From the Executive Editor
The air has up and left conservatism's balloon. And not just substantively (as anyone who has listened to the Republican presidential candidates debate can attest), but politically as well. Public support for conservative policies -- laissez-faire health care, unilateral militarism, gay bashing -- has plummeted, and support for alternative progressive approaches has risen. In this issue, John Judis and Ruy Teixeira revisit their 2002 appraisal of an American electorate that was trending toward the Democrats before 9-11, take an exhaustive look at recent election data, and conclude that the public's shift toward the Democrats has returned stronger than ever -- and enduringly. To which pollster Stan Greenberg adds a huge caveat: Republicans have so discredited government that Democrats will have to square their own politics with the public's deep cynicism toward governmental programs.
Liberalism returns to center stage, however, with one critical part of its infrastructure profoundly subverted. Assessing Martin Peretz's third-of-a-century reign at The New Republic, Eric Alterman documents Peretz's transformation of that magazine from a liberal standard-bearer into neoconservatism's liberal helpmate.
Finally, we inaugurate a new back page column, alternating with Robert Reich's, from Chicago's own Tom Geoghegan (pronounced gay´-gun), defender of the working class and God only knows what else. -- Harold Meyerson
Melvin Konner's review of Michael Sandel's "The Case Against Perfection" [May 2007] reads like something written by Ayn Rand on steroids. Konner glibly downplays concerns about sports doping, cosmetic surgery, lifestyle neuropharmaceu-ticals, sperm-sorting to guarantee the sex of your child, and genetic manipulation to enhance your child's "health, brains and beauty." He appears oblivious to the profound real world consequences that the development and widespread marketing and use of such technologies would have for equality, equity, human rights, and solidarity.
Konner repeats two arguments commonly made by libertarians: Genetic enhancement of your kids is the same as sending them to private schools and you can't stop it anyway.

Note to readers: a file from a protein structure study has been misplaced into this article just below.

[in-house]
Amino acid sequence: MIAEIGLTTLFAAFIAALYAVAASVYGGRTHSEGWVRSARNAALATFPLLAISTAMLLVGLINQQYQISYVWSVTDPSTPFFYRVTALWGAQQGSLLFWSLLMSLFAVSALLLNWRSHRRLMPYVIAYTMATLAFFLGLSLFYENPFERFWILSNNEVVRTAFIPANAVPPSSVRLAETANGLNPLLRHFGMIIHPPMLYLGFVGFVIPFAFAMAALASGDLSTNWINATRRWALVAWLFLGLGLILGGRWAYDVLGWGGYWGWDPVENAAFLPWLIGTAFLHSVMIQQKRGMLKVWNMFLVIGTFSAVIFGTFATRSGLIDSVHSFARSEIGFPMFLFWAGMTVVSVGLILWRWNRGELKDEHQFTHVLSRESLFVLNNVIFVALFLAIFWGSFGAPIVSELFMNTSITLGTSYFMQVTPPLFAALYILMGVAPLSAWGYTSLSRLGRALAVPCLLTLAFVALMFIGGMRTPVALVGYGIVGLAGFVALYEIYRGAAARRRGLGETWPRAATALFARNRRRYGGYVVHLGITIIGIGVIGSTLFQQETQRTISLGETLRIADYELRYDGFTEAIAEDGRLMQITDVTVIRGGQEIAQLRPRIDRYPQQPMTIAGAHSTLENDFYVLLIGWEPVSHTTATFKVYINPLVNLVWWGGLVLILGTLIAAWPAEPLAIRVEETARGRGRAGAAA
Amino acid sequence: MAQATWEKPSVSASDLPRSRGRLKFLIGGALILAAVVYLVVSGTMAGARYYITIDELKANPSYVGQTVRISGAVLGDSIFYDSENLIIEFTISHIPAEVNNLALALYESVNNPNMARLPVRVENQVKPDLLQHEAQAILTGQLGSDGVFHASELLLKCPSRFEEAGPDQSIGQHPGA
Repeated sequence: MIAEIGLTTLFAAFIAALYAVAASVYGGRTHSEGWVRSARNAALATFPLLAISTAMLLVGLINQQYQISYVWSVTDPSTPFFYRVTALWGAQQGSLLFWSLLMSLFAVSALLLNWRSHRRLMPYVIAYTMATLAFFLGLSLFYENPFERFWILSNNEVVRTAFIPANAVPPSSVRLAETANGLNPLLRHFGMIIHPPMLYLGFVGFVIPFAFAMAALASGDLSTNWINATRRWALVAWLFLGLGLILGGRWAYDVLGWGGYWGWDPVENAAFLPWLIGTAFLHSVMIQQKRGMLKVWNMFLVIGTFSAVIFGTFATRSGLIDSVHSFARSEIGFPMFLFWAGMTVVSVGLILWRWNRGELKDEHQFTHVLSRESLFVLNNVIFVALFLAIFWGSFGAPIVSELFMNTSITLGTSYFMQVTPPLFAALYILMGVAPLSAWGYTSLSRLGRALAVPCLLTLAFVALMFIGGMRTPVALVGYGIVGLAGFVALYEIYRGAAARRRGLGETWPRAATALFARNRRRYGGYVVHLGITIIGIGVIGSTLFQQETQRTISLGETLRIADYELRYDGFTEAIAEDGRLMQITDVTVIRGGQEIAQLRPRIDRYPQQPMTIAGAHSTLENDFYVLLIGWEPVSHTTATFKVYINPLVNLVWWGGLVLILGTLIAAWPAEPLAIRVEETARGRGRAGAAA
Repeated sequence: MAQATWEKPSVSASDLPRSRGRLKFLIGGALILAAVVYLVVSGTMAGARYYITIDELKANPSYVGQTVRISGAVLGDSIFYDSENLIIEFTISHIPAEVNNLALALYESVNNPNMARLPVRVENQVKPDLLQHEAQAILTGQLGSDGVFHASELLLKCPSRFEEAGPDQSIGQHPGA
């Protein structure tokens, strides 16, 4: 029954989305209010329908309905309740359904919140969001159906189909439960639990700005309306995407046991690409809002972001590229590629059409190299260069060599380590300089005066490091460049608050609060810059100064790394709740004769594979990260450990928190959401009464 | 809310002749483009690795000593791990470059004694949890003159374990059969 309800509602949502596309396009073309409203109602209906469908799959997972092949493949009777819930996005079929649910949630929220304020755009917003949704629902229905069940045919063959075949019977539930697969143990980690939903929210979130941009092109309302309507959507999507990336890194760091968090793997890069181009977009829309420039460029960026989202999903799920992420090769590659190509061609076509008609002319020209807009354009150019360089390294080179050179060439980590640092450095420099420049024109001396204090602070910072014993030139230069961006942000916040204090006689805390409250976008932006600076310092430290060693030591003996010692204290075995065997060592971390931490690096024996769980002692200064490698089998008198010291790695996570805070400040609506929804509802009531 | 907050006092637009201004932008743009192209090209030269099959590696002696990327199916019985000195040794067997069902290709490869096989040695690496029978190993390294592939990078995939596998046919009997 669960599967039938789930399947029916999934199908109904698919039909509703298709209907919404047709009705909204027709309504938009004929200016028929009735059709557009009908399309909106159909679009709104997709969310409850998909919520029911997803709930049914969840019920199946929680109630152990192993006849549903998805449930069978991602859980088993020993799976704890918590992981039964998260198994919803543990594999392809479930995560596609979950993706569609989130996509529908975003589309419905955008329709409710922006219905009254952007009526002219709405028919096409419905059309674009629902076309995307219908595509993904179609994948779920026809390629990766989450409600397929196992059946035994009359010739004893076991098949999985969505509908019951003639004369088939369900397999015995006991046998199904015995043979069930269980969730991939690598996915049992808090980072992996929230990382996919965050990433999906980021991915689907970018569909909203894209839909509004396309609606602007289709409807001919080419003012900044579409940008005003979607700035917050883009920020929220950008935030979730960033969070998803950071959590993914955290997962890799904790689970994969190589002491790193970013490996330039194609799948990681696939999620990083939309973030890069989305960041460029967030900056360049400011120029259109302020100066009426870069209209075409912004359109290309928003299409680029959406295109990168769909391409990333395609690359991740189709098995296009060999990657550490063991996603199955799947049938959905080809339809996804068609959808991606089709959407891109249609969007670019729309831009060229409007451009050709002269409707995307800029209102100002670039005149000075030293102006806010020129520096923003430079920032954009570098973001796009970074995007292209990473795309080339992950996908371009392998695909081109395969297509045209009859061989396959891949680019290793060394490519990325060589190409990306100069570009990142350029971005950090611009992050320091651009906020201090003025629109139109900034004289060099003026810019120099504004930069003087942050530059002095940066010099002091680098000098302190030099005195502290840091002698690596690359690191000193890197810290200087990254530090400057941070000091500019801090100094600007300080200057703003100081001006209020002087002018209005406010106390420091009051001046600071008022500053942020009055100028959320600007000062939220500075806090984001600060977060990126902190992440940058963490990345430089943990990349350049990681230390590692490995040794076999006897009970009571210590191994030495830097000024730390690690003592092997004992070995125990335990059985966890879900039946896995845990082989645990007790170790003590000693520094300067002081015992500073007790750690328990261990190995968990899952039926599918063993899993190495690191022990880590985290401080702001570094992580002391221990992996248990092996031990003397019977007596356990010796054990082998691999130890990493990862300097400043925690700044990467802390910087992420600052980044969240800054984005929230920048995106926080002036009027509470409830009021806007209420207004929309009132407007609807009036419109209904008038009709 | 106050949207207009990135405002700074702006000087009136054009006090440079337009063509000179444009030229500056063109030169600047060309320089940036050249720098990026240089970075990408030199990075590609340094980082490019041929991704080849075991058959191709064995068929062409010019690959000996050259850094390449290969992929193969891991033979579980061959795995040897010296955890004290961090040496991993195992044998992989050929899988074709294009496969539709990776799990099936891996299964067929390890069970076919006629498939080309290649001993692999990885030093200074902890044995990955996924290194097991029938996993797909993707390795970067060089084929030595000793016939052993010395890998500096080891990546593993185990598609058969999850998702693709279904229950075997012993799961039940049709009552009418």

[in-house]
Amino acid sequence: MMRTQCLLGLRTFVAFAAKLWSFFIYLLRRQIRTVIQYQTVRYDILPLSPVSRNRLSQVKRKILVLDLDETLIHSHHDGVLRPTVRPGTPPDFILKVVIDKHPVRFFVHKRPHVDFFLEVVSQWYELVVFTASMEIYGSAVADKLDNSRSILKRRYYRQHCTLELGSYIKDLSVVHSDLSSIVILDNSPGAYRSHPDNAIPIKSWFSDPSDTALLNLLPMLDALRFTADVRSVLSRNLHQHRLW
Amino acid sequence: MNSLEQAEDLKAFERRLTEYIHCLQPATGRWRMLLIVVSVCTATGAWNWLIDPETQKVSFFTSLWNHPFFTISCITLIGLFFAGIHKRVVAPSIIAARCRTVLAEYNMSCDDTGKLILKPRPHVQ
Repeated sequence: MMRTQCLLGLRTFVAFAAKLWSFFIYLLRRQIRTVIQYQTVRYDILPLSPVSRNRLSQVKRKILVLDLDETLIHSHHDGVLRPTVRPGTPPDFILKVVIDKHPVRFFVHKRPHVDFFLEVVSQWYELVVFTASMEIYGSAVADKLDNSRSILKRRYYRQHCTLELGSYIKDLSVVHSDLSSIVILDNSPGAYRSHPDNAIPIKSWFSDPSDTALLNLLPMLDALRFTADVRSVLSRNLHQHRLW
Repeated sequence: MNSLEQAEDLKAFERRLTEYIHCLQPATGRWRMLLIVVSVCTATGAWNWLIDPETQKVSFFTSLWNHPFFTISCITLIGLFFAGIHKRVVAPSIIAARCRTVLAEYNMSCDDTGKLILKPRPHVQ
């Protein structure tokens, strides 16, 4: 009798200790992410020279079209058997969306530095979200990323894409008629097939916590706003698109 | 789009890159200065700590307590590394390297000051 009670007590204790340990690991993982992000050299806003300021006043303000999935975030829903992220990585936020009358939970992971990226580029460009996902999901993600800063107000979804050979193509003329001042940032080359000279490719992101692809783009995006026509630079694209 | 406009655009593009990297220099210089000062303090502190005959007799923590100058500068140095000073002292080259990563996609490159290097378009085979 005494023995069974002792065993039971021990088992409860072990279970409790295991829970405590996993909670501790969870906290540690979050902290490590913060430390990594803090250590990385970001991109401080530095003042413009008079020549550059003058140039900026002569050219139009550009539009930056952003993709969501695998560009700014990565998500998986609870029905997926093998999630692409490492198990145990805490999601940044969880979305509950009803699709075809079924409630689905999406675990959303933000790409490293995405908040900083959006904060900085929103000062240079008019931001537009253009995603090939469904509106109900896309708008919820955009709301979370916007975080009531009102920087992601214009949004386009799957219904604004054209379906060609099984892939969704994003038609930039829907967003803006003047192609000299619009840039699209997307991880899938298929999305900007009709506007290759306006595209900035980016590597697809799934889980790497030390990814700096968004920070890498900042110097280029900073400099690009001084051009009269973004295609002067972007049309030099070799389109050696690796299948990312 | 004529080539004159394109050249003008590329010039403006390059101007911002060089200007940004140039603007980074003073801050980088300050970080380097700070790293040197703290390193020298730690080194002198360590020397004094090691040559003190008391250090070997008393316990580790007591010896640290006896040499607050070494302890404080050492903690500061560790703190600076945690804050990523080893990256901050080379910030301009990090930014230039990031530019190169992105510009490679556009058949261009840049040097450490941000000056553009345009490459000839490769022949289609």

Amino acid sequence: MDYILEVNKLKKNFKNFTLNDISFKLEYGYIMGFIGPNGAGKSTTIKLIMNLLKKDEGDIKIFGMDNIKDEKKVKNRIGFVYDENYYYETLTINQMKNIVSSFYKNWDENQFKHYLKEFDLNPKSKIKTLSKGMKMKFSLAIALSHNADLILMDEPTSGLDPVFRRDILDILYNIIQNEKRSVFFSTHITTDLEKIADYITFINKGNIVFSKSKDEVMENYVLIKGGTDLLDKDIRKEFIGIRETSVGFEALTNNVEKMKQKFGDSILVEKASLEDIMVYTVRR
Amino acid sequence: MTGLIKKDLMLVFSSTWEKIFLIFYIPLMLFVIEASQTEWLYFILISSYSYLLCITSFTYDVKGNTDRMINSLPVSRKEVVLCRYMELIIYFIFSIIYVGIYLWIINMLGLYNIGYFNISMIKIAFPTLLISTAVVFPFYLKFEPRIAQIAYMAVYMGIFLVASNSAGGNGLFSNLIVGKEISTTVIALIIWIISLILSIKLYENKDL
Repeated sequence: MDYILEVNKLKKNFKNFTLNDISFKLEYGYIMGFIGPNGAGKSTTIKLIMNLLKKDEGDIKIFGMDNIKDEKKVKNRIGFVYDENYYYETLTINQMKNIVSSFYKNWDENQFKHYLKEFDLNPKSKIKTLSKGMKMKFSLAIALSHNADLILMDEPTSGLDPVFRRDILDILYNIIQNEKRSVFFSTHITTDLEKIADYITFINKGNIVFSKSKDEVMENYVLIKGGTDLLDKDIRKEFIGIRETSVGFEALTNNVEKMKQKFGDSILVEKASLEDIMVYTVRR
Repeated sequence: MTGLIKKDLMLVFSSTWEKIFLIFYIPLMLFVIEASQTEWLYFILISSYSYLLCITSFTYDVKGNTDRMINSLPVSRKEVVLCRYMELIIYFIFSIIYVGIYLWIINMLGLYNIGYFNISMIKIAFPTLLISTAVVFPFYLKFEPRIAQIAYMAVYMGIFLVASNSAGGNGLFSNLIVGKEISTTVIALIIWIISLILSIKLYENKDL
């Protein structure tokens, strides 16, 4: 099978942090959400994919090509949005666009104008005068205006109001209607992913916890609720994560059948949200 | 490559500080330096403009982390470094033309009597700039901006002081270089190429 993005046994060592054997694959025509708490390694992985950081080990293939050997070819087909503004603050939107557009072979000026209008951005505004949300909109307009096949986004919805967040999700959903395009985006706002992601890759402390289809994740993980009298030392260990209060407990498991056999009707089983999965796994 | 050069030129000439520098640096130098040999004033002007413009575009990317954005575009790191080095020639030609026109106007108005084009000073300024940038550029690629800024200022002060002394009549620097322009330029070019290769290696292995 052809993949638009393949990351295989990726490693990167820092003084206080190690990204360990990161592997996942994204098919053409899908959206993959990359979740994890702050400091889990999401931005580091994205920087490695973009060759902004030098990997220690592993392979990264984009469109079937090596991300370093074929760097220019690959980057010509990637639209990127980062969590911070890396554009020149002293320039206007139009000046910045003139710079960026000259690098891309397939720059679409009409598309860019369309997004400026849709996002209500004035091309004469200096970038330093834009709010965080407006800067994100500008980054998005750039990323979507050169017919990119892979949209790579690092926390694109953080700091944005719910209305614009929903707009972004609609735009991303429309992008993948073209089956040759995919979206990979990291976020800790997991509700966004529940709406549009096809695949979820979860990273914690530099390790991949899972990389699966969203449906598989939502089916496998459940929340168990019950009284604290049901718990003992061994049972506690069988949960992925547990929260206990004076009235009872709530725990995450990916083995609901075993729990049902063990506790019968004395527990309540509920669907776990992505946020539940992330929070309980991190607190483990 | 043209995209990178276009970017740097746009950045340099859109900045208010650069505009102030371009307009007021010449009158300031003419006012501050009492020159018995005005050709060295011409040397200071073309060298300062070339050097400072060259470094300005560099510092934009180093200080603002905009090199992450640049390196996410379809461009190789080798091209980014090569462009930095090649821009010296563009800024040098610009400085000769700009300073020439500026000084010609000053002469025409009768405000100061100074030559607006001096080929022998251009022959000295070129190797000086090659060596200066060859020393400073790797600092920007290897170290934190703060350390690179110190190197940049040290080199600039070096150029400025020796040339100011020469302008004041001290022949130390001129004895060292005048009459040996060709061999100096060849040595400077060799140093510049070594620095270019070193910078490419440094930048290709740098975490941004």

Well, no. High-tech genetic manipulation, repeated over even a few generations, could generate inequalities greater and of a different sort than any heretofore. Most European countries, Canada, Japan, and South Africa, have already adopted policies that draw the proper lines: They support medical research but proscribe the use of genetic technologies for non-medical purposes that could have pernicious societal outcomes. We can do likewise.
Michael Sandel has a distinguished record as a political and moral philosopher of the common good. His analysis provides socially responsible progressives with a basis for thinking about the new human biotechnologies in ways consonant with the values held by the great majority of Americans.
Richard Hayes, Executive Director
Center for Genetics and Society
Mel Konner responds: Richard Hayes unsurprisingly resorts to an ad hominem attack in the absence of a cogent response to the main point of my review. It is not whether enhancement technologies are good or bad under the aspect of eternity -- a kind of certainty I freely admit I have no access to. It is whether my decision to enhance myself or my child shall be subject to some philosopher's or theologian's opinion. In any world I want to live in, neither Hayes nor Sandel will make that decision for me.
I took courses with Albert Wohlstetter in the late 1970s. Anthony David's description ["The Apprentice," June 2007] of him as some kind of wild-eyed ideologue is quite bemusing. Nowhere in Wohlstetter's classic, "The Delicate Balance," does he denounce a policy of leaving the world "half slave and half free" or offer a clarion call to eliminate evil regimes. Instead it is a stringent, largely quantitative, analysis of the requirements of maintaining an effective nuclear deterrent. He demonstrated that U.S. strategic forces, based almost entirely on bombers at that time, could conceivably be destroyed in a surprise missile attack. This article was the foundation of the doctrine of secured second strike, and, though he certainly depreciated the notion, of the doctrine of Mutual Assured Destruction. His alternative was not just missile defense, but increased emphasis on conventional weapons, including later precision-guided munitions. He was very concerned about nuclear proliferation. However, the emphasis was not on "regime change," but on the dangers of plutonium reprocessing. Indeed, I recall Wohlstetter's disdain for [a] proposal to threaten Warsaw Pact states with tactical nuclear weapons to dissuade them from participating in a conventional attack on NATO.
Correction: "The Shia Fellas" by Robert Dreyfuss [June 2007] mistakenly referred to Mohammed Baqr Hakim as "Sadr I." Mohammed Baqr al-Sadr is Sadr I. Sadr but wiser, we regret the error.
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